More power, less carbon: financing key to growing global renewables
As investors start to see economic benefits from new financial models in renewable energy solar, will we see a drop in carbon emissions?
“How do you double energy production by mid-century and lower the carbon content?”
That was the question posed by MIT Energy Initiative Director Robert Armstrong to academics, entrepreneurs and CEOs convened at the MIT Energy Conference Feb. 27-28 in Cambridge, Mass.
Known for bringing together visionaries and innovators at the knowledge frontier, the conference featured panels on how renewable energy, energy efficiency, distributed generation and digitization can meet global energy demand. Some speakers emphasized disruptive innovation while others recommended incremental progress.
A macro view of clean energy
In a panel titled “Securing the Future of Clean Energy through a Stronger Transmission Backbone,” Raymond Wood, managing director and head of United States power and renewables at Bank of America Merrill Lynch, painted a picture of his macro view of the clean energy finance sector.
The costs of renewables — particularly solar — have gone down dramatically.
“It’s nothing short of transformational,” Wood said. “We haven’t seen these types of price declines for a utility-scale energy provider in the history of my career.”
Wind price declines are also astounding, Wood said. The efficiency of wind farms has doubled.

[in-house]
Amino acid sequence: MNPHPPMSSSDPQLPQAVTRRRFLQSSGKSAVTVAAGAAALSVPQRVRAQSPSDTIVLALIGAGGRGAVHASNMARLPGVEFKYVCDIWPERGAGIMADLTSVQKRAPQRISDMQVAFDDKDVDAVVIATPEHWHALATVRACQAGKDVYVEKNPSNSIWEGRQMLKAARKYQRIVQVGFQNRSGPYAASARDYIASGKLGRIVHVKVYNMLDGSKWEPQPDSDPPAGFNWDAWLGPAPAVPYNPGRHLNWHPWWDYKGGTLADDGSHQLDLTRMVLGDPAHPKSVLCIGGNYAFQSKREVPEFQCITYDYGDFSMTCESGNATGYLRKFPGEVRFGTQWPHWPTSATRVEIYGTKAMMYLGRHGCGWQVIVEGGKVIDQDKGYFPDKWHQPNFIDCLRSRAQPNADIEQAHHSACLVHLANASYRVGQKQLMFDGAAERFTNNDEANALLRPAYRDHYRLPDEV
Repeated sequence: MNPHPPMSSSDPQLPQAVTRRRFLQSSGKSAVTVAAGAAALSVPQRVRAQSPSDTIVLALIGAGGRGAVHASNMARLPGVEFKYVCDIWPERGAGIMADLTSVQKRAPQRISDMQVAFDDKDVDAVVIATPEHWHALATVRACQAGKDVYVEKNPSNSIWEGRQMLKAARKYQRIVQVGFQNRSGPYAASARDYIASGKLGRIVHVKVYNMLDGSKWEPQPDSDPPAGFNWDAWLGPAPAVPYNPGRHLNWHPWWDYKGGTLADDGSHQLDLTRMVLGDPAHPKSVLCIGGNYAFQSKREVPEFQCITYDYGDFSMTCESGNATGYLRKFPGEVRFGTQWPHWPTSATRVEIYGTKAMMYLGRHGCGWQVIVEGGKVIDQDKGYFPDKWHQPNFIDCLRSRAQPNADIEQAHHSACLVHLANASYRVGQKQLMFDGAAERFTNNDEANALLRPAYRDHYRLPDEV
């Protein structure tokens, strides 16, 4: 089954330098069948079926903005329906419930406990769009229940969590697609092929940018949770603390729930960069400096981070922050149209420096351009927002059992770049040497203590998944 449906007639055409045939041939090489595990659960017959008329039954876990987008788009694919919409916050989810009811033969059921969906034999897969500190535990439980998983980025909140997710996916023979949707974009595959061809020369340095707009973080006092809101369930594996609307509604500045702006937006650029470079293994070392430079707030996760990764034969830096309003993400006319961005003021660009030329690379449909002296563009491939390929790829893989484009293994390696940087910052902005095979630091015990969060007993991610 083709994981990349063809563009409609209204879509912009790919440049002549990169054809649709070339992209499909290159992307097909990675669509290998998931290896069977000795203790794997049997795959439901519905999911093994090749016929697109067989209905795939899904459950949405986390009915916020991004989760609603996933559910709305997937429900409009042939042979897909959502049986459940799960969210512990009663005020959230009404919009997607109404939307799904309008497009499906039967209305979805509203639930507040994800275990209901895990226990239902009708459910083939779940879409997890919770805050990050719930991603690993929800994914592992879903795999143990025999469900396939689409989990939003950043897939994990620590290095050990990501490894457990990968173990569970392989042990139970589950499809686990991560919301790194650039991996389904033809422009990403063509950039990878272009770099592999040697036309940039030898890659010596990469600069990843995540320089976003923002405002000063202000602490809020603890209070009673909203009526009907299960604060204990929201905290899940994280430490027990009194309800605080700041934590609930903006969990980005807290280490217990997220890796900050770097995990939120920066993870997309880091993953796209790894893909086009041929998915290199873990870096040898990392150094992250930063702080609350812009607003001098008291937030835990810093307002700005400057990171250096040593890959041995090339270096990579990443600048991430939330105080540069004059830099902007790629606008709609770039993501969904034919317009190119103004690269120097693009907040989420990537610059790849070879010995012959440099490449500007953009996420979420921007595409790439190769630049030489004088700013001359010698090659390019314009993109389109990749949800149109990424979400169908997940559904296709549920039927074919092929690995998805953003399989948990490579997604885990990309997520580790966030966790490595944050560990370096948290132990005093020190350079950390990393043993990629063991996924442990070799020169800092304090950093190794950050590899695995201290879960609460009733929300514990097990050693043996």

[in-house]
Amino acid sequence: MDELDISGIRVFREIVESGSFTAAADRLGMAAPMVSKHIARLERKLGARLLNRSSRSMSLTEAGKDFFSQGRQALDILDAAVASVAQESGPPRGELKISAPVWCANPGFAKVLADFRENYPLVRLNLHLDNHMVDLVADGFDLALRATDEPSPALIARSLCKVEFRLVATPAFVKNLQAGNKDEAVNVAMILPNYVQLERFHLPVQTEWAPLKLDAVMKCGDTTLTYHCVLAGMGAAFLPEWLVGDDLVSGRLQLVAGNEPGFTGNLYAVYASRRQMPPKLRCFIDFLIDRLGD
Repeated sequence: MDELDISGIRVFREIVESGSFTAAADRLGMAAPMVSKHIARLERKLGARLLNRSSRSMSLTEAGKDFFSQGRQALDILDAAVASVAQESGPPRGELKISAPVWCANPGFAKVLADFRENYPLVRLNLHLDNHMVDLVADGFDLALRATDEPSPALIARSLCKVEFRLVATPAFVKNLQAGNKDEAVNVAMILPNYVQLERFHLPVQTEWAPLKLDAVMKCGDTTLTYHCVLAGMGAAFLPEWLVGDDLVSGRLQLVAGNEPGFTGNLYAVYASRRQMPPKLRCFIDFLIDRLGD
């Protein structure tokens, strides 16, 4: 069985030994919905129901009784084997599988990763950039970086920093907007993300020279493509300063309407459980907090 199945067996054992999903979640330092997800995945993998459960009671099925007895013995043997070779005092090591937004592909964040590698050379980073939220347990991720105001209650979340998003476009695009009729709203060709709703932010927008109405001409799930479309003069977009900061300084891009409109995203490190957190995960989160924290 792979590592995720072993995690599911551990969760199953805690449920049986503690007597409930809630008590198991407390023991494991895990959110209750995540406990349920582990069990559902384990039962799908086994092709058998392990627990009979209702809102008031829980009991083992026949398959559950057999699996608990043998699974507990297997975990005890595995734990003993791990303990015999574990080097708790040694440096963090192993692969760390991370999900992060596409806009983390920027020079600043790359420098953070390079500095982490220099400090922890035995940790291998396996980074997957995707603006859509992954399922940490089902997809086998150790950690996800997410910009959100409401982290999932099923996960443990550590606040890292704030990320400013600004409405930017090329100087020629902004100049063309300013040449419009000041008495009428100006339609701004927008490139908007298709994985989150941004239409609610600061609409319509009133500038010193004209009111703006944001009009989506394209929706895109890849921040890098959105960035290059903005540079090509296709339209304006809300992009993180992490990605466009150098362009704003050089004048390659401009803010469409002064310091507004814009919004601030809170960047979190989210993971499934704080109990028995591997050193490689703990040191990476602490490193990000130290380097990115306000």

Wood said he is excited because renewable power projects are capital-intensive and it is his job to finance them.
“And now they’re economic," he said. "The financial innovations are coming.”
The challenge in the past, according to Wood, was that investors perceived this as a subsidized industry and were concerned the subsidies might not last.
“While the government subsidies are very helpful, most investors don’t want to pay a high multiple," he said. "Whether it’s cash flow, earnings or dividends, they don’t want to pay a very competitive price for something that could be antiquated in time.”
Innovation can emerge because the capital market is being very efficient right now, Wood said. “Across the spectrum of finance, there is a lot of liquidity sitting there ready to invest at a pretty efficient level.”
Now, with 20-year contracts and solar power approaching grid parity, structures have been developed that allow deployment of capital to fund solar resources via public equity capital markets.
“We’re calling these yieldcos," Wood said. "If you can come up with a better name, I’ll buy you a cup of coffee.”
Wood describes yieldcos as total return vehicles similar to master limited partnerships (MLPs).
“You take this annuitized asset base that is very large and bundle it into a c-corporation that pays taxes," he said. "Why do you want it to pay taxes? It doesn’t pay taxes because the subsidies from depreciation are so high there won’t be taxable income due for over 10 years.”
Do that with a sponsor who is adept at deploying this technology, has a track record and has a visible backlog of projects that will continue to deploy, Wood said, and someone will pay you for that growth.
“This means we have a currency that reflects the stability of the asset coupled with the growth, so it has a very low dividend yield but — ironically — a very high total return because the growth outweighs the initial dividend,” Wood said. “We have this happy circumstance where investors think they’re getting a 20 percent return — and those deploying the capital and issuing the equity have a cost of carry of around 5 or 6 percent. It really has revolutionized the way people are looking at renewables.”
He also sees the trend as likely to accelerate.
“There are a lot more financial innovations coming and it’s more imperative than ever that we get the grid policies right so we do not have a binding constraint to the market — which is the reliability of the transmission grid,” Wood said.
A vision of solar in 2030